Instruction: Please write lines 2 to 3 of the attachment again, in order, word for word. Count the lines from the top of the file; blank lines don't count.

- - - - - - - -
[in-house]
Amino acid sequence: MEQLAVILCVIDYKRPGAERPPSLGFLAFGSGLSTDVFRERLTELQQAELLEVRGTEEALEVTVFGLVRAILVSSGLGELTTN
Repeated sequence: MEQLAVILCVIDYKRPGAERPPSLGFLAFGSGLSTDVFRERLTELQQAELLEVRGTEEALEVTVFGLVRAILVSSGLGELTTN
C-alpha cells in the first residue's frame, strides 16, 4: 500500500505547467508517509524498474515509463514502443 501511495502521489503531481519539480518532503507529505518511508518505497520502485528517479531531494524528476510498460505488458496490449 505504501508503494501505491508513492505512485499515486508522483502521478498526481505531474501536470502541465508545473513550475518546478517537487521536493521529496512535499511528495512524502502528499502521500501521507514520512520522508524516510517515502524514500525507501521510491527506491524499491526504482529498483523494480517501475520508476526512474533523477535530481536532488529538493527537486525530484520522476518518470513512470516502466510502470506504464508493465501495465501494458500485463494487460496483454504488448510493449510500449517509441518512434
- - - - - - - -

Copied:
Amino acid sequence: MEQLAVILCVIDYKRPGAERPPSLGFLAFGSGLSTDVFRERLTELQQAELLEVRGTEEALEVTVFGLVRAILVSSGLGELTTN
Repeated sequence: MEQLAVILCVIDYKRPGAERPPSLGFLAFGSGLSTDVFRERLTELQQAELLEVRGTEEALEVTVFGLVRAILVSSGLGELTTN